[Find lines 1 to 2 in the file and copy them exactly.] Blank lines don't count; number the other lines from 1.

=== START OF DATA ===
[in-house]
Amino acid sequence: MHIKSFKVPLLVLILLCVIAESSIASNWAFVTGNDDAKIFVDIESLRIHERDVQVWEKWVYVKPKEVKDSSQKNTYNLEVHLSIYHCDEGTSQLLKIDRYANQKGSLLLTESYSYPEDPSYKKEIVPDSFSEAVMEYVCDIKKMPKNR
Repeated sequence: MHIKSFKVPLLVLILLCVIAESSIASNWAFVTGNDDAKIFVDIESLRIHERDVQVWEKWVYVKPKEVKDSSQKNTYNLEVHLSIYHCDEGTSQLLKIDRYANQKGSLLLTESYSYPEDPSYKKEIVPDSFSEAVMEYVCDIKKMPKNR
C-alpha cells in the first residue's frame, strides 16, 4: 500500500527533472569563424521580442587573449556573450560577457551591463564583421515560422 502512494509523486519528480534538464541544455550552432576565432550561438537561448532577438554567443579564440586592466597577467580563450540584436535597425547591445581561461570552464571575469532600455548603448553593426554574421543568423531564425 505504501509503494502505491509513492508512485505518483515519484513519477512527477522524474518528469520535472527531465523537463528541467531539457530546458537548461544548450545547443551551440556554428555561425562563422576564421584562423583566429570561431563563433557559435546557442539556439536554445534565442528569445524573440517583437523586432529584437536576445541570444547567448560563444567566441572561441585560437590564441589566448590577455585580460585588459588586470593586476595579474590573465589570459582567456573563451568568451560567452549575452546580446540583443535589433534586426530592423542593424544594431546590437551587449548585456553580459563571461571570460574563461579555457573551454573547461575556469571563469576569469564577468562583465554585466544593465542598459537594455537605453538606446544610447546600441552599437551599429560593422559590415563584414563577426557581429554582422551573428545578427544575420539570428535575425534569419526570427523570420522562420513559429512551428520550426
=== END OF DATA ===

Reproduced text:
[in-house]
Amino acid sequence: MHIKSFKVPLLVLILLCVIAESSIASNWAFVTGNDDAKIFVDIESLRIHERDVQVWEKWVYVKPKEVKDSSQKNTYNLEVHLSIYHCDEGTSQLLKIDRYANQKGSLLLTESYSYPEDPSYKKEIVPDSFSEAVMEYVCDIKKMPKNR